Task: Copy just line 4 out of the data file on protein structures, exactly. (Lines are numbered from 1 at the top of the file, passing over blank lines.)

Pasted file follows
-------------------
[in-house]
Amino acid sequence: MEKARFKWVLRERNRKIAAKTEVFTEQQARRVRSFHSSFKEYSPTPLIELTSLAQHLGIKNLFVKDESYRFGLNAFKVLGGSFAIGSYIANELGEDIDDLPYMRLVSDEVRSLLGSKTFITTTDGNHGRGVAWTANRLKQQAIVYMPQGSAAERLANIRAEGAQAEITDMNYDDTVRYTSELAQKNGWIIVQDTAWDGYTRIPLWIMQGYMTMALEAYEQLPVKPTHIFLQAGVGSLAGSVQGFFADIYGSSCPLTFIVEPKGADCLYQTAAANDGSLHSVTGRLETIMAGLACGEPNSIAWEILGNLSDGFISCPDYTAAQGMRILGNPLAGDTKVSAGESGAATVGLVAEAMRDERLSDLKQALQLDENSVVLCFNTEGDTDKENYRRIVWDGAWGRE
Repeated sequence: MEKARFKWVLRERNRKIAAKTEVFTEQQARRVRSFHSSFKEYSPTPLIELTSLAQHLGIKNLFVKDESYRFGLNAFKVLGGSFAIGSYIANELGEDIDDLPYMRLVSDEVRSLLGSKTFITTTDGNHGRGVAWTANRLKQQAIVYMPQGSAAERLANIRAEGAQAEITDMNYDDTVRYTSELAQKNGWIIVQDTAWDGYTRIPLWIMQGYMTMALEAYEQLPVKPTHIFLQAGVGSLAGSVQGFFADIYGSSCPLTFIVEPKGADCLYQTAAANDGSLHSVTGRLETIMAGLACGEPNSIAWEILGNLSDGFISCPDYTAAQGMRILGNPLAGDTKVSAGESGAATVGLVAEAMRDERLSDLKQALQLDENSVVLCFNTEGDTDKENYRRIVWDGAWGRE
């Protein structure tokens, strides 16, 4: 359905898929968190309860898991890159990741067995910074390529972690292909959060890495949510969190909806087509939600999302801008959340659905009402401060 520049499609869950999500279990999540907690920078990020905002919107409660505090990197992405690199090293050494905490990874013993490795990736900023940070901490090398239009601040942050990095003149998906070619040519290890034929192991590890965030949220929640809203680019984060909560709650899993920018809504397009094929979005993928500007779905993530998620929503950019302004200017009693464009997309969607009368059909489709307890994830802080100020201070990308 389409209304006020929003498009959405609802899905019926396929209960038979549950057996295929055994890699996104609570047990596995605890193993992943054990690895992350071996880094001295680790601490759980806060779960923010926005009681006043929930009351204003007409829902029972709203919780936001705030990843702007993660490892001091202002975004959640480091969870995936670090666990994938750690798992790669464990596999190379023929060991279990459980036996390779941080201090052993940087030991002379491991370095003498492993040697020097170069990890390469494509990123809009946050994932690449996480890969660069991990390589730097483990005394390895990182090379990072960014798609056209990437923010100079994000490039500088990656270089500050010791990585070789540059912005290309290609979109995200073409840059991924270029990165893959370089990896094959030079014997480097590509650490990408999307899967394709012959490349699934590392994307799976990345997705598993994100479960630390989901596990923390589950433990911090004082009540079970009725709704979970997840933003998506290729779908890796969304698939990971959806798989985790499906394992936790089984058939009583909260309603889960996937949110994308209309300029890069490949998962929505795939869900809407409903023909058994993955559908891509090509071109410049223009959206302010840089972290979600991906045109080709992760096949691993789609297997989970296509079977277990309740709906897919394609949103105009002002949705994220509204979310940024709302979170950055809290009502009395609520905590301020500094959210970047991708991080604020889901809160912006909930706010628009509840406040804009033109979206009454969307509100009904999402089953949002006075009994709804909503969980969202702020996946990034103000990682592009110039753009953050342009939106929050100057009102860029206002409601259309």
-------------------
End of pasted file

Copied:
């Protein structure tokens, strides 16, 4: 359905898929968190309860898991890159990741067995910074390529972690292909959060890495949510969190909806087509939600999302801008959340659905009402401060 520049499609869950999500279990999540907690920078990020905002919107409660505090990197992405690199090293050494905490990874013993490795990736900023940070901490090398239009601040942050990095003149998906070619040519290890034929192991590890965030949220929640809203680019984060909560709650899993920018809504397009094929979005993928500007779905993530998620929503950019302004200017009693464009997309969607009368059909489709307890994830802080100020201070990308 389409209304006020929003498009959405609802899905019926396929209960038979549950057996295929055994890699996104609570047990596995605890193993992943054990690895992350071996880094001295680790601490759980806060779960923010926005009681006043929930009351204003007409829902029972709203919780936001705030990843702007993660490892001091202002975004959640480091969870995936670090666990994938750690798992790669464990596999190379023929060991279990459980036996390779941080201090052993940087030991002379491991370095003498492993040697020097170069990890390469494509990123809009946050994932690449996480890969660069991990390589730097483990005394390895990182090379990072960014798609056209990437923010100079994000490039500088990656270089500050010791990585070789540059912005290309290609979109995200073409840059991924270029990165893959370089990896094959030079014997480097590509650490990408999307899967394709012959490349699934590392994307799976990345997705598993994100479960630390989901596990923390589950433990911090004082009540079970009725709704979970997840933003998506290729779908890796969304698939990971959806798989985790499906394992936790089984058939009583909260309603889960996937949110994308209309300029890069490949998962929505795939869900809407409903023909058994993955559908891509090509071109410049223009959206302010840089972290979600991906045109080709992760096949691993789609297997989970296509079977277990309740709906897919394609949103105009002002949705994220509204979310940024709302979170950055809290009502009395609520905590301020500094959210970047991708991080604020889901809160912006909930706010628009509840406040804009033109979206009454969307509100009904999402089953949002006075009994709804909503969980969202702020996946990034103000990682592009110039753009953050342009939106929050100057009102860029206002409601259309």